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To move or to rest? MRI in the developing brain: from research to clinical applications – 5/5/14

Dr. Paola Pergami Pediatric Neurology, West Virginia University Ischemic injury, including Acute Ischemic Stroke (AIS) and Hypoxic Ischemic Encephalopathy (HIE), remains one of the leading cause of motor and cognitive delay in children. Despite availability of advanced Magnetic Resonance Imaging (MRI) modalities that allow for quantitative measurements of white matter lesions and evaluations of brain connectivity […]

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Tools to study the brain, a choose-your-own-adventure talk – 4/28/14

Dr. Loren Looger Janelia Farm, HHMI Our lab primarily focuses on protein engineering of reagents for the study of neurons in the brain, but the tools have applications in pretty much any organism and cell type.  I will discuss our recent progress in making calcium indicators (e.g. GCaMP), red probes for deep and 2-color imaging […]

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Motion and emotion in the basal ganglia – 4/21/14

Dr. Alexxai Kravitz NIDDK/NIH Two basal ganglia pathways exert opposing control over motor output, such that “direct pathway” neurons promote movement, while “indirect pathway” neurons inhibit movement.  More recently, these pathways have also been implicated in reinforcement and reward.  I will present data supporting the hypothesis that the direct pathway neurons that promote movement also […]

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Principles of multimodal integration in Drosophila larvae – 4/14/14

Dr. Marta Zlatic HHMI Janelia Farm Research Campus Nervous systems combine information from multiple modalities to decrease uncertainty and ambiguity in detecting events in the environment, but the way in which they do so is still unclear. A prerequisite for understanding the logic of multimodal integration is identifying the structural basis of multimodal convergence – […]

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Endocytic Transport as a Means to Overcome Physiological Barriers for Delivery of Nanomedicines – 4/7/14

Dr. Silvia Muro Institute for Bioscience and Biotechnology Research and Fischell Department of Bioengineering University of Maryland  Apart from their activity, many factors govern the efficacy of therapeutic agents, including solubility in body fluids, circulation half-life, clearance, degradation, etc. Nano-scale drug delivery systems can be designed to modify these parameters and enhance the therapeutic efficacy […]

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CANCELED DUE TO SNOW – Beyond Single Cells: Quantifying neuronal population activity for basic and therapeutic applications- 3/17/14

Dr. Gene Civillico Science and Engineering Labs, FDA’s Center for Devices and Radiological Health The mechanisms of action of many therapies for nervous system indications are poorly understood. One possible explanation is that effective neurotherapeutics might have their most important effects at the circuit level rather than at the level of single channels or receptors. Without knowing how existing therapies […]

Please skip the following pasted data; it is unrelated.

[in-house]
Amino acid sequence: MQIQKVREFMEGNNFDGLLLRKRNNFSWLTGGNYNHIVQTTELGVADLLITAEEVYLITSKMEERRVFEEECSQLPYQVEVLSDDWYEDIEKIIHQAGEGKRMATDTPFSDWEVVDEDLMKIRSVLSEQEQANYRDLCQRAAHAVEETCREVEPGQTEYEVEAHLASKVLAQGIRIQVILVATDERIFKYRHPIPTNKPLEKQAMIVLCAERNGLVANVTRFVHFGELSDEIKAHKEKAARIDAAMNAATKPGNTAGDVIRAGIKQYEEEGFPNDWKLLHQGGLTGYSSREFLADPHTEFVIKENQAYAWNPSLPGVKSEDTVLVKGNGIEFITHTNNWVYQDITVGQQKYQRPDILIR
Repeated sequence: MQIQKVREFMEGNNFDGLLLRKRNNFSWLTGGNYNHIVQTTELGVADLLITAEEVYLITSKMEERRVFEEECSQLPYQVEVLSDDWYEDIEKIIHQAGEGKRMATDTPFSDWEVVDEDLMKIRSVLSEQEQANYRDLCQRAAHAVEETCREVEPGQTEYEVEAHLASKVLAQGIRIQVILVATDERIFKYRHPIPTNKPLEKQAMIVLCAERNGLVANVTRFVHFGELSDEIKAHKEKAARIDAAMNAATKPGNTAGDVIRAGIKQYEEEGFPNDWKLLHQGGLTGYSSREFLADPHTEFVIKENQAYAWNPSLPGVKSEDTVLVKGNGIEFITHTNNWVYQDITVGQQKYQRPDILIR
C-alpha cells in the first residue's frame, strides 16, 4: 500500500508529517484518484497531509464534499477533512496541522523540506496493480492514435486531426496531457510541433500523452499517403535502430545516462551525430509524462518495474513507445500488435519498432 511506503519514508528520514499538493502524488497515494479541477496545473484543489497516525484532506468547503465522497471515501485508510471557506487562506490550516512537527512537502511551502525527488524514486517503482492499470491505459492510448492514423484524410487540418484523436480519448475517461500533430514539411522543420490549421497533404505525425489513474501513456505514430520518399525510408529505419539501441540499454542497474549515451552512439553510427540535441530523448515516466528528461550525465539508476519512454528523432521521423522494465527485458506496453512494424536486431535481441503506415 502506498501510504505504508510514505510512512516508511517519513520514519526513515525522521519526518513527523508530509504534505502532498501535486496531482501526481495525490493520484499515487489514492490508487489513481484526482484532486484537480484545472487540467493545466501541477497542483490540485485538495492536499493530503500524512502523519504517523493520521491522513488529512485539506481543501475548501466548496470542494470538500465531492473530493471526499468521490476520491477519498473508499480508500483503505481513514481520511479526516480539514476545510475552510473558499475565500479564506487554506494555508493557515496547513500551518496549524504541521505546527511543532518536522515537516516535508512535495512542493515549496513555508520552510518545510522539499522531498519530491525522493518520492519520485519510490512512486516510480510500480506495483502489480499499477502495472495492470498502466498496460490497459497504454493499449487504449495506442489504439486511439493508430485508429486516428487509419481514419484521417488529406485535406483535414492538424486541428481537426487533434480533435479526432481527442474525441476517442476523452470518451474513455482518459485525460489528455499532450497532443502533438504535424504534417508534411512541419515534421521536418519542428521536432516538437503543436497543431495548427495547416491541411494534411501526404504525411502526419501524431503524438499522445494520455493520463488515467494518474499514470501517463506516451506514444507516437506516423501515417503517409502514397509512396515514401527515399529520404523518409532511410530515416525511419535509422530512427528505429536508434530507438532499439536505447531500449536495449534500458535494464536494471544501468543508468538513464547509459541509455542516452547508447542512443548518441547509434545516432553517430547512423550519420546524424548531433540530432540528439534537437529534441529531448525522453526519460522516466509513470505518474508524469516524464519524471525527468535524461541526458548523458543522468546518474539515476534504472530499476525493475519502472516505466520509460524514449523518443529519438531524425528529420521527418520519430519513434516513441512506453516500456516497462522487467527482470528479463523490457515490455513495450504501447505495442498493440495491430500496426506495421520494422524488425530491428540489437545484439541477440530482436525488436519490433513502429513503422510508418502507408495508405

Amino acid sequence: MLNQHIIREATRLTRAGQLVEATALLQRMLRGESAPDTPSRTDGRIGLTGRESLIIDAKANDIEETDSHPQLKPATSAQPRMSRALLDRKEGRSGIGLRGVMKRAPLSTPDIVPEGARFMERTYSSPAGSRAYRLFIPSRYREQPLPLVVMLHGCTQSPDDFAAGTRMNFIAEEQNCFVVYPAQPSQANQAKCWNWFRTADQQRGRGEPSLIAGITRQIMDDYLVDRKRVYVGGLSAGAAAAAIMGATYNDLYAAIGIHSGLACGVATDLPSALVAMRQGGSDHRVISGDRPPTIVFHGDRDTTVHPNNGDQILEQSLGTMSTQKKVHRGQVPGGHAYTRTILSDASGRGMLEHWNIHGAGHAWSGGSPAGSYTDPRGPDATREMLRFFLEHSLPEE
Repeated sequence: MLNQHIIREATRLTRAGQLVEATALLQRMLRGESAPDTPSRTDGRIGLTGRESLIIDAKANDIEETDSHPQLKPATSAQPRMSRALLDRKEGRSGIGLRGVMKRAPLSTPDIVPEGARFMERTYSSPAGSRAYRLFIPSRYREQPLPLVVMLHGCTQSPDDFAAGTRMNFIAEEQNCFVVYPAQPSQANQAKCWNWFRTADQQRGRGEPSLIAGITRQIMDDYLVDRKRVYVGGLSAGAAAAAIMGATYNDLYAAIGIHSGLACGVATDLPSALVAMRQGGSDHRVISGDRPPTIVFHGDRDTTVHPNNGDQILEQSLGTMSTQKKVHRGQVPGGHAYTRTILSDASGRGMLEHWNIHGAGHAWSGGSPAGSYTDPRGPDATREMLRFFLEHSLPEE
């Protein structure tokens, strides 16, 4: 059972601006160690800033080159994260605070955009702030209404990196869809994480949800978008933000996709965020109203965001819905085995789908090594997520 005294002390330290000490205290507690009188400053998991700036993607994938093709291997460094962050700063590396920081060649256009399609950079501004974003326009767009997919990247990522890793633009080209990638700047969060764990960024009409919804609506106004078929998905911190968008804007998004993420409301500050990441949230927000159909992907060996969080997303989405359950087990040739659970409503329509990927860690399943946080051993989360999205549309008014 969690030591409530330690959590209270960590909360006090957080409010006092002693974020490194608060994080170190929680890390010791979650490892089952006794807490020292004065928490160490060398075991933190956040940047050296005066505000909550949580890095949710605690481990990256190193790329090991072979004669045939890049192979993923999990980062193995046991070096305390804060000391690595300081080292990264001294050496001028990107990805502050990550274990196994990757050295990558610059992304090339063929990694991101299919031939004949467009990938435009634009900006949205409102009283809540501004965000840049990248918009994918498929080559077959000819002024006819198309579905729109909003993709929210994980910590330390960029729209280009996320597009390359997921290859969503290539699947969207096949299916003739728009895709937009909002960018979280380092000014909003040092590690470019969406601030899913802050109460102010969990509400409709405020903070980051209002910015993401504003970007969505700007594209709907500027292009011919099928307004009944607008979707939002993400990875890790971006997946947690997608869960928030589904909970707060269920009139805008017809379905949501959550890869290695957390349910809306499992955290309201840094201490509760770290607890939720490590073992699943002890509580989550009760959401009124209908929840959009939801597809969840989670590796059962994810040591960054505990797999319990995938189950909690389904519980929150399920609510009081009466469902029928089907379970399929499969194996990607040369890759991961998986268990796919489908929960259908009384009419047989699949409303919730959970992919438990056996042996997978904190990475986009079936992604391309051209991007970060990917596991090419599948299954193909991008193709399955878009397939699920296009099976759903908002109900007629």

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No Monday Seminar – 3/10/14

There will be no Monday Seminar during Mason’s spring break.  Please join us again on Monday, March 17th.

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CANCELED – 3/3/14 – How positive emotions impact our success and well-being – Dr. Beth Cabrera

Beth helps organizations and individuals apply knowledge from the field of positive psychology to achieve greater success and well-being. She works with companies to build and maintain positive work environments where people thrive. She also helps professional women create happier, more meaningful lives. Dr. Cabrera is a Senior Scholar at the George Mason University Center for […]

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New insights into complex visuosocial representation in the primate cerebral cortex – 2/24/14

Dr. David Leopold Chief, Section on Cognitive Neurophysiology and Imaging Laboratory of Neuropsychology National Institute of Mental Health Several decades of research have revealed exquisite neural selectivity in the monkey inferotemporal cortex for complex visual stimuli, including those related to social perception.  The importance of these selective responses for determining perception, action, and social behavior […]

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Activity-dependent modification of dendrite development and plasticity in Drosophila larval visual system – 2/17/14

Dr. Quan Yuan PI of the Dendrite Morphogenesis and Plasticity Unit, NINDS/NIH Neural plasticity has many forms that express at distinct levels and serve specific functions. Recent studies indicated that, beside the classic hebbian form plasticity, neurons also utilize homeostatic mechanisms to compensate for changes in neuronal activity generated during development or through experience, for […]

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